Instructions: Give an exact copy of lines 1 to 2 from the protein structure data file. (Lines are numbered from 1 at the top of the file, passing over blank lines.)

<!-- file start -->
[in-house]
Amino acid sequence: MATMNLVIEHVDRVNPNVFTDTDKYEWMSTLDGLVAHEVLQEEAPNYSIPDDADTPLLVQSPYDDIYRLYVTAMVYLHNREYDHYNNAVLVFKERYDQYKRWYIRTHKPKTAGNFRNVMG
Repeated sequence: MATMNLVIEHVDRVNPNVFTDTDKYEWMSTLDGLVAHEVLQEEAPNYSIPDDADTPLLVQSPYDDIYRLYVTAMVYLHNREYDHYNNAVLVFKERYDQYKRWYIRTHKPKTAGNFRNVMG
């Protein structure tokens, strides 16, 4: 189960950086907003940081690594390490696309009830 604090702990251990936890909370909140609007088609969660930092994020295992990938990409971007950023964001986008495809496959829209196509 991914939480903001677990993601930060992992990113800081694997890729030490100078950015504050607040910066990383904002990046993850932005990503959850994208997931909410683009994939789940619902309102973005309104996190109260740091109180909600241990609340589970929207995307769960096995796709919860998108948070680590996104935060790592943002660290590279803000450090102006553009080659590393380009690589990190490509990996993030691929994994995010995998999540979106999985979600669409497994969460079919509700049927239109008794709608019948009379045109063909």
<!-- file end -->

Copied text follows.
[in-house]
Amino acid sequence: MATMNLVIEHVDRVNPNVFTDTDKYEWMSTLDGLVAHEVLQEEAPNYSIPDDADTPLLVQSPYDDIYRLYVTAMVYLHNREYDHYNNAVLVFKERYDQYKRWYIRTHKPKTAGNFRNVMG